Prince Harry was also with Meghan. He wasn’t even wearing his military uniform – due to anger from fans on social media, who called it “outrageous” that the prince, who saw action during two tours in Afghanistan, was denied the honor as the couple wore their royal responsibilities were relinquished. and moved to California.

The publicly funded BBC fulfills a role it has pursued as champion of the monarchy since the death of the Queen. Commentators called the funeral “a scintillating mix of the ancient and the modern”. Also: “This is the greatness of our time.” And: “It had a timelessness.” At the end: “Extraordinary how the new king has been welcomed.”

on top of the queen’s coffin symbol of power: the orb, the scepter and, resting on the purple pillow, the royal crown made of gold and studded with about 3,000 diamonds17 sapphires, 11 emeralds, 269 pearls and four rubies.

Understanding the Symbolism in the Queen’s Funeral Processions

There was also a garland of flowers: Buckingham Palace, Highgrove House and Clarence House, which were now cut from the gardens of all of the king’s houses. Each leaf was invested with meaning: rosemary for remembrance, myrtle as an ancient symbol of a happy marriage, the palace said, “at Her Majesty’s request, the wreath is made in a completely sustainable manner, the English moss.” in the nest of and oak branches, and without the use of floral foam.”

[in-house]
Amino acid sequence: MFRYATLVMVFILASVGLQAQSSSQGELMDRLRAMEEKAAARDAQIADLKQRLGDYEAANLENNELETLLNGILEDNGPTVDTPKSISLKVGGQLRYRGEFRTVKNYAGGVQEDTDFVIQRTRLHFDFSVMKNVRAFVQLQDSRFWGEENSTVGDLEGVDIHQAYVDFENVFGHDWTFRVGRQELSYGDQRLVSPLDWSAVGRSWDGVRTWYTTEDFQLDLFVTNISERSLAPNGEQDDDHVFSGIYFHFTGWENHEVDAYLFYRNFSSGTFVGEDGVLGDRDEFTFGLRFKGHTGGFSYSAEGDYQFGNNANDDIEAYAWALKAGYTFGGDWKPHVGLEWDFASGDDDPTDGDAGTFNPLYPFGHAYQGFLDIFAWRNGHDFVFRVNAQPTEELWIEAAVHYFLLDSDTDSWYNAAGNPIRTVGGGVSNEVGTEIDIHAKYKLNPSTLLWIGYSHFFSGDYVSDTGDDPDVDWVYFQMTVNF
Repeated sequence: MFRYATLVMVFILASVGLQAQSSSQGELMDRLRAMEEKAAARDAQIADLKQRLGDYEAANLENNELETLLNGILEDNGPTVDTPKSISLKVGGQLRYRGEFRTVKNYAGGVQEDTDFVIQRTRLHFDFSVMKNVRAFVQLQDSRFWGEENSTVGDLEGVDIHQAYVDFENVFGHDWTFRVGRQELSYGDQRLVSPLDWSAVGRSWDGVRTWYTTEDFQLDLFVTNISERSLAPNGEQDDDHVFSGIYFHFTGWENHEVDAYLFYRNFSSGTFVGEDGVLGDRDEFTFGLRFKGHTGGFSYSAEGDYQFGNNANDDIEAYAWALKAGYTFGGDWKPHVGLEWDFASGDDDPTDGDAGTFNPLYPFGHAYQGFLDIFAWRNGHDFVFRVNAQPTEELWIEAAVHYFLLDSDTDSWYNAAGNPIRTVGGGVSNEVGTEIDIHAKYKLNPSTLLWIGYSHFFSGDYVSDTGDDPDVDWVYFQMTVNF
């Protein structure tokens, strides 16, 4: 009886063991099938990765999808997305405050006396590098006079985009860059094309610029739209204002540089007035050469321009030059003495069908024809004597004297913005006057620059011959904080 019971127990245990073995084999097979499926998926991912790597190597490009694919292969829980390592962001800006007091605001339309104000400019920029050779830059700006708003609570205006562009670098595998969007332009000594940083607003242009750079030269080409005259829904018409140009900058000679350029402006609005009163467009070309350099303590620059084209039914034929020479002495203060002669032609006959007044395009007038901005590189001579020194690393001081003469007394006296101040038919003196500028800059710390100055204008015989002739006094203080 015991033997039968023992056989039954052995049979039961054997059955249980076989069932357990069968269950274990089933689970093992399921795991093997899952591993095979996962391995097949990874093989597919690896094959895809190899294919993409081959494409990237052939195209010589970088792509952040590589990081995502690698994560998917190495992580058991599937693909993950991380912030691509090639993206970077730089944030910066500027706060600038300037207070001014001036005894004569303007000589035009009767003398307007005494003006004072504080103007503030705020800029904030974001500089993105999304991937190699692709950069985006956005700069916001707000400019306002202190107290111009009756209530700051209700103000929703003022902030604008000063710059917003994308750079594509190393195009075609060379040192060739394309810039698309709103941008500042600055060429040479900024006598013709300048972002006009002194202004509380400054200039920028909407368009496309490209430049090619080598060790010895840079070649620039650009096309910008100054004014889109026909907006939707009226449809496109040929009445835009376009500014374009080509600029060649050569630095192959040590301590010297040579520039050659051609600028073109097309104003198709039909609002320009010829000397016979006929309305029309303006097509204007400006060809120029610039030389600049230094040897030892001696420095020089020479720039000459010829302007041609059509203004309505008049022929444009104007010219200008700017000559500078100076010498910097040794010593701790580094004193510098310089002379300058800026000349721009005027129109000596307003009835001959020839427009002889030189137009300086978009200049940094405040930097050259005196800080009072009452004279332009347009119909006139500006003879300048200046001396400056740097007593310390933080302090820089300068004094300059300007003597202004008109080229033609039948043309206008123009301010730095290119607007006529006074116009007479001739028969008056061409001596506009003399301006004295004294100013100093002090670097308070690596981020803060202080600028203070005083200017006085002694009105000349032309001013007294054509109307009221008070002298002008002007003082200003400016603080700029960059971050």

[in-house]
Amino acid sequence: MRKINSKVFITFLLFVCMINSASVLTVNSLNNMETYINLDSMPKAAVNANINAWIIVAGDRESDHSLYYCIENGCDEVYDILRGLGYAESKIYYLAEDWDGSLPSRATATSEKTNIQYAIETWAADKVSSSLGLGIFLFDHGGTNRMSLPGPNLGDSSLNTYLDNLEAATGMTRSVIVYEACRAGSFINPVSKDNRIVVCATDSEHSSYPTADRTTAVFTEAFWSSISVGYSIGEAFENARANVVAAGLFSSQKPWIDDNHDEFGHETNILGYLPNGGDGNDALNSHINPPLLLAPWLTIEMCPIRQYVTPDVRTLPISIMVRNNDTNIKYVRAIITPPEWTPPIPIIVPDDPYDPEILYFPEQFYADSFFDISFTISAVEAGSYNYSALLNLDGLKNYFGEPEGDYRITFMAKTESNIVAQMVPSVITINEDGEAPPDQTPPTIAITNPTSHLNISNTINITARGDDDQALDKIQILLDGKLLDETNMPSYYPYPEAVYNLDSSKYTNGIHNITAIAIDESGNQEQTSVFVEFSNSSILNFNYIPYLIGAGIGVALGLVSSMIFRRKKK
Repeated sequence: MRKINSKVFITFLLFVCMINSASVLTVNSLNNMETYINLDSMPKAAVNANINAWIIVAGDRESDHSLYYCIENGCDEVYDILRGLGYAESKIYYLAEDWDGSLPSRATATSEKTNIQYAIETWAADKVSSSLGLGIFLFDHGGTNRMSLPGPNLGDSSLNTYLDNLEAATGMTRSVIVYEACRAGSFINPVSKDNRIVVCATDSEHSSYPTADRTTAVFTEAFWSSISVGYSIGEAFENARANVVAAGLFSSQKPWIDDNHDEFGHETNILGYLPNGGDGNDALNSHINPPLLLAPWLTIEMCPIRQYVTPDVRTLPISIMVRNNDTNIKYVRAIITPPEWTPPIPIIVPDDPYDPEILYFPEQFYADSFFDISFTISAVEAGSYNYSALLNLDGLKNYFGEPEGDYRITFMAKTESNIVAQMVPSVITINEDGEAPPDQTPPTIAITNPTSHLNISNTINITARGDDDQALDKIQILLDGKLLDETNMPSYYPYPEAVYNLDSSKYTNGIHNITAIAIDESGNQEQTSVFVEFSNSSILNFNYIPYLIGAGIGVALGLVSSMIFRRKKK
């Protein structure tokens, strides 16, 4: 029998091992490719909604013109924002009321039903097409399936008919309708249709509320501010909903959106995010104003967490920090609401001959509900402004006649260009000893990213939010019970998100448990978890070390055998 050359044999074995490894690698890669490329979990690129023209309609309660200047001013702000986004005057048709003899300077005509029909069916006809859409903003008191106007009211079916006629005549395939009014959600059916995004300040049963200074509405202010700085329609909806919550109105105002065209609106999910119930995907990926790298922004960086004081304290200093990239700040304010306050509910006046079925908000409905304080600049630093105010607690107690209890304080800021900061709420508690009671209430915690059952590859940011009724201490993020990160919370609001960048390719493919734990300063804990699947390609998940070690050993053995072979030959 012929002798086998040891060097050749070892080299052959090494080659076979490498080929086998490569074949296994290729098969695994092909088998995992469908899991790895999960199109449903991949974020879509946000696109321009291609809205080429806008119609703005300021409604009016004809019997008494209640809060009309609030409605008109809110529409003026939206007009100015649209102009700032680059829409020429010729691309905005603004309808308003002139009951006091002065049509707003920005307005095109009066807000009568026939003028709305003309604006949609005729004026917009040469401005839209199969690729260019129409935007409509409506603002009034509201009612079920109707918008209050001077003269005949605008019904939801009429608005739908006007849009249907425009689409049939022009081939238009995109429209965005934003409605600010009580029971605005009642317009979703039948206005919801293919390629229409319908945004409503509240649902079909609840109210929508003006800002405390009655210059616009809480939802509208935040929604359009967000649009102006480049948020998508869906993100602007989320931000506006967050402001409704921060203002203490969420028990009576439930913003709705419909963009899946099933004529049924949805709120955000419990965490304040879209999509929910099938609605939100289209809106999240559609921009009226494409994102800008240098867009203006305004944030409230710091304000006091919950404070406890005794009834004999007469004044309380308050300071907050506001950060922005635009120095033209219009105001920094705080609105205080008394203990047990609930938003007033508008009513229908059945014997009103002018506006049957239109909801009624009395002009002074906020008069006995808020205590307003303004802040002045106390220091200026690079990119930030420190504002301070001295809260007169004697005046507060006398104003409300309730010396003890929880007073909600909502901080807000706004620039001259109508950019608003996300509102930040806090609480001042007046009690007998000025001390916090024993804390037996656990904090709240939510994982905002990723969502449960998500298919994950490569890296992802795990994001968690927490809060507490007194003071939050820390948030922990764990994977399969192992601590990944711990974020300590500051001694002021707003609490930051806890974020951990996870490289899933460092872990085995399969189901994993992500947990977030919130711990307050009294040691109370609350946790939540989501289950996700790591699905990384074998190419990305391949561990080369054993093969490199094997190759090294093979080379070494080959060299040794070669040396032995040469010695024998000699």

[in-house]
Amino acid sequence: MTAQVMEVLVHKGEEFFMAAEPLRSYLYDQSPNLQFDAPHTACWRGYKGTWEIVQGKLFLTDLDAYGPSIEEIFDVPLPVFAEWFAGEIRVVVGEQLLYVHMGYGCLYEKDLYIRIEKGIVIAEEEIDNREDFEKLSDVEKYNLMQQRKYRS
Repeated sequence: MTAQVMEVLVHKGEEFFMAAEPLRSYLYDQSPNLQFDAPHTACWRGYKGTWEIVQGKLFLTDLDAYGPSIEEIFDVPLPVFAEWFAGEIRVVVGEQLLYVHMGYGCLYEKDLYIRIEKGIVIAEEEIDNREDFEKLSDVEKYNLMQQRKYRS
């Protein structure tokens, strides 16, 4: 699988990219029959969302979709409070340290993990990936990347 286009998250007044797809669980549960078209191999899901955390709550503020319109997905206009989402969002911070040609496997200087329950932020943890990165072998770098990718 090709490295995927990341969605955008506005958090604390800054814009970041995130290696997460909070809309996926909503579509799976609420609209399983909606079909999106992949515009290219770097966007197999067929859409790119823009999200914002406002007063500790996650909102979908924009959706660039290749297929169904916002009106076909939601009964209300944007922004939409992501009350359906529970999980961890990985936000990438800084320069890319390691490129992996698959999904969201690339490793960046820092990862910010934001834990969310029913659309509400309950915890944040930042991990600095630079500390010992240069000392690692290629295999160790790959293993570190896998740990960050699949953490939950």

Some people have fun on social media presence of a spider, riding on the wreath. Charles was known as Prince for lobbying government ministers to become known as “black spider memo,

For his mother, Charles wrote a handwritten note, which could be seen on the wreath, which read: “In loving and dedicated memory. Charles R.” The “R” refers to “rex,” Latin for king.

Archbishop of Canterbury Justin Welby delivers a sermon. He spoke of the queen’s lifelong devotion not only to earthly duty, but to following Jesus Christ.

Welby told the church, “It is the ideal for many leaders to be exalted in life and forgotten after death.” “People who do loving service are rare in any walk of life. Loving service leaders are still rare. ,

The Archbishop recalled how after Elizabeth’s coronation in 1953, he began with a silent prayer at the high altar of Westminster Abbey. “Her allegiance to God was given before allegiance to anyone,” Welby said.

At the conclusion of the one-hour service, the congregation sang the national anthem, “God save the king” after seven decades. Then came one last piece of music, “Sleep, Dear, Sleep,” played on a bagpipe by a lone musician, in memory of a mourning death.